Things that ruin a Church: People

Things that ruin and make a church good as far as the people involved and their individual character influences on the church.

“People ” ruin a church? People make a church. Yes and yes. A church really has nothing to do with the building, money, resources, history, nor any other thing that people attribute to a great work of God. What makes or breaks a church is the people that make it up.

Good churches are people functioning in the Body of Christ. Ruined churches are businesses designed to look religious. There is a great difference between the two. When a body functions, especially a spiritual body, it rebounds and bends, is flexible according to the needs of the moment. A business has rules that are never broken. The bottom line of a business is profit, so what is the spiritual “bottom line” of your church? If it is glory, power, control, submission of the people, worldly success, etc. then the church is ruined. A body functions and serves, and at some point, grown ups reproduce. Is your church reproducing? Is it training its offspring to be adult and mature? That is the purpose of the church in capsule form.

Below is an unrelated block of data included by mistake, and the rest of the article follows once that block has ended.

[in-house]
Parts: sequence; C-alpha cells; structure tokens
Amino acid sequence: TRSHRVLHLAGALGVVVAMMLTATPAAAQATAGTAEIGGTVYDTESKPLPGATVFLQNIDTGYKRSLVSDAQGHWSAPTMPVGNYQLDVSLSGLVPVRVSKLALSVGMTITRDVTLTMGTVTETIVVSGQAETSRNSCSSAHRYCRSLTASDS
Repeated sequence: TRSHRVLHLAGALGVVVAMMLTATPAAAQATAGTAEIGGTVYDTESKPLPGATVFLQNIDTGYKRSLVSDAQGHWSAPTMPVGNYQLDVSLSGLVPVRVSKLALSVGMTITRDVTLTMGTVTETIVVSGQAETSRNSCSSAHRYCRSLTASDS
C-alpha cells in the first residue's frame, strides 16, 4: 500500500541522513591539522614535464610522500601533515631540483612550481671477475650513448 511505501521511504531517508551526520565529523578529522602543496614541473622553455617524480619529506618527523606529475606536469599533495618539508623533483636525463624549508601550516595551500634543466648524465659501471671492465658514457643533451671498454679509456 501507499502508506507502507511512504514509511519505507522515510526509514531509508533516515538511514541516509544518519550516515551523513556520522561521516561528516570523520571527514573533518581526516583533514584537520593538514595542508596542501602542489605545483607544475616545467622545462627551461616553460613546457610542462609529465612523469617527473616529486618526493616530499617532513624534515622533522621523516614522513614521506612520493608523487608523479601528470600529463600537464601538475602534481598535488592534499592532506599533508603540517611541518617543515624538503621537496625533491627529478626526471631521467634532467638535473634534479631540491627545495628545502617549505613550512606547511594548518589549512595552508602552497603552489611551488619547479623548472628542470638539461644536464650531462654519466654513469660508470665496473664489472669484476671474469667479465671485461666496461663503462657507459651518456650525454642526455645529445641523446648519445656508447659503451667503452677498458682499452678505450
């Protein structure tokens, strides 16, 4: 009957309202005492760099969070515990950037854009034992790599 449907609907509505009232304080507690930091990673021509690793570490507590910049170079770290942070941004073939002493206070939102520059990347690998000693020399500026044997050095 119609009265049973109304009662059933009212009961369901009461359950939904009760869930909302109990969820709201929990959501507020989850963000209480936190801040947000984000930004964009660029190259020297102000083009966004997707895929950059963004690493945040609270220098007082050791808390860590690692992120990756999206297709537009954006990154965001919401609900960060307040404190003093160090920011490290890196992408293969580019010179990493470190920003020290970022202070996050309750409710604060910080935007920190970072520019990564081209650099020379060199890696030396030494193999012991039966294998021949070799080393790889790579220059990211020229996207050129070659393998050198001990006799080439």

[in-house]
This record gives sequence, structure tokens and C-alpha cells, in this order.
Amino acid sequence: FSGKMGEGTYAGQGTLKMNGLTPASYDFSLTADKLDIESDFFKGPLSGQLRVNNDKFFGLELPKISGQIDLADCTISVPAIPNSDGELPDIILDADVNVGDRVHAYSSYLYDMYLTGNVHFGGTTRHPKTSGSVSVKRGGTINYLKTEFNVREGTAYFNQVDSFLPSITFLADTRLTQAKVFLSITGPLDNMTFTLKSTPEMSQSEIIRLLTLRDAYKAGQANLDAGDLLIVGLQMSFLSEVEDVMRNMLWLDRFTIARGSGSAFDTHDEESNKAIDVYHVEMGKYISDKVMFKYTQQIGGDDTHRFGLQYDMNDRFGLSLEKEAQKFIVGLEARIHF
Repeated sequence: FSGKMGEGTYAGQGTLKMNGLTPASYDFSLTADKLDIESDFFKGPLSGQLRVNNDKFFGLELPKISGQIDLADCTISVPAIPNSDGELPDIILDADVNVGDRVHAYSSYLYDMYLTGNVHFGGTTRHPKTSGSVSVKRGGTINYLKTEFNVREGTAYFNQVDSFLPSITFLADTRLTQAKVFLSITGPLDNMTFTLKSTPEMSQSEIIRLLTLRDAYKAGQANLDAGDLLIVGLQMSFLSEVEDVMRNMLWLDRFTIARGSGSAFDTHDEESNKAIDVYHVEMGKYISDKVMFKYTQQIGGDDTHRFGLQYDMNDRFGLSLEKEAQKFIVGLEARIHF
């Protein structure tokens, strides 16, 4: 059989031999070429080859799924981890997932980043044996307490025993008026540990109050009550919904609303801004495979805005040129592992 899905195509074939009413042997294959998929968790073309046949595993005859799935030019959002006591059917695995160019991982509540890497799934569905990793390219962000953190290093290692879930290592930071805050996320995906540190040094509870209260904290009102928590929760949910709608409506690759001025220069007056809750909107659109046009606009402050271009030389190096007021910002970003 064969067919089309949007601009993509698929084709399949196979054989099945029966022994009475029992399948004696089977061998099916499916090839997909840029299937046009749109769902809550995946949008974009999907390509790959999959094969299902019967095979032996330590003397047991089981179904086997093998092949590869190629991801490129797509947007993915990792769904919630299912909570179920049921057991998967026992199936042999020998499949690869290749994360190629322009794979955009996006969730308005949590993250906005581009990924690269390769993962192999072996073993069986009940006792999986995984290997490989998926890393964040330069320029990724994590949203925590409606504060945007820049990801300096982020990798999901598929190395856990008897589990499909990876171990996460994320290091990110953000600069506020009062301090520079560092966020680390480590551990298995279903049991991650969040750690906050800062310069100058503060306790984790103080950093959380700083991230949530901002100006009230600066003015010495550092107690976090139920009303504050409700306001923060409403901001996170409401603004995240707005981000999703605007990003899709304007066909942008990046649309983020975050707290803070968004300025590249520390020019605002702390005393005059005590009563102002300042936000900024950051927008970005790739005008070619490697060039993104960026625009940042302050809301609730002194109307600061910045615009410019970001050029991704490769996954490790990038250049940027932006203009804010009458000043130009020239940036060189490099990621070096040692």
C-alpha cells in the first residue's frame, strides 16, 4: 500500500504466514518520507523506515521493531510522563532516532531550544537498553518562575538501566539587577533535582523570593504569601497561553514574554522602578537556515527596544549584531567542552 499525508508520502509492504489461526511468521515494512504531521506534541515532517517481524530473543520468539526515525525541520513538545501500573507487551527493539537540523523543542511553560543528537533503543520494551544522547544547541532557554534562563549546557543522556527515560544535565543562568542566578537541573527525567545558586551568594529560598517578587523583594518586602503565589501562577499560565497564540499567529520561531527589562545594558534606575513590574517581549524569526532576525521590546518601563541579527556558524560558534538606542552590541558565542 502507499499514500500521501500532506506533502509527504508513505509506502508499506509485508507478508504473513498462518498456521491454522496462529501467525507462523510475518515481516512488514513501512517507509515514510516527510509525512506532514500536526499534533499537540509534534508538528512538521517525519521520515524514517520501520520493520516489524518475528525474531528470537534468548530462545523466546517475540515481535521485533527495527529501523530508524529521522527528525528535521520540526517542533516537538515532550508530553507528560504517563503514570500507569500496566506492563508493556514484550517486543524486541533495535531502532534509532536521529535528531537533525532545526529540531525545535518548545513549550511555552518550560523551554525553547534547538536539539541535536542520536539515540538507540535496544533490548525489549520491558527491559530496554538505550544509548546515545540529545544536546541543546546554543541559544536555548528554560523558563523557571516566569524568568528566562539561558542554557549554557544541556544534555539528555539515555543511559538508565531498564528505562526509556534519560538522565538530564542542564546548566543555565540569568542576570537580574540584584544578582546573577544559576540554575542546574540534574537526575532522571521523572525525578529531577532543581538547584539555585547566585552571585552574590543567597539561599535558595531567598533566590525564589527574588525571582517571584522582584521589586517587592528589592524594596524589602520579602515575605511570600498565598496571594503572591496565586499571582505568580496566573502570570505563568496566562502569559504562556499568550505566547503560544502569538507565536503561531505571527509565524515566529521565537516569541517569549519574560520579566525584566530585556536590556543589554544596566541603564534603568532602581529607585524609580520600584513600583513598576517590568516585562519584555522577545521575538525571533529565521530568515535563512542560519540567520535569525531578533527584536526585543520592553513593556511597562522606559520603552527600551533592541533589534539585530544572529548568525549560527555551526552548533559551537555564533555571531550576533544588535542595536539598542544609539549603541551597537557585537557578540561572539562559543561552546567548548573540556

Good churches are churches that have good leaders steering the group always into the will of God. Its relationships between its leaders, and between its leaders and members, and between the members is healthy, productive, and spiritual.

Tract: Church14 Finding a Good Church

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Things that ruin a Church: Events that Decay pt 2

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Misuse of Scripture is common among ruined churches

2Tim 2:15 Study to shew thyself approved unto God, a workman that needeth not to be ashamed, rightly dividing the word of truth.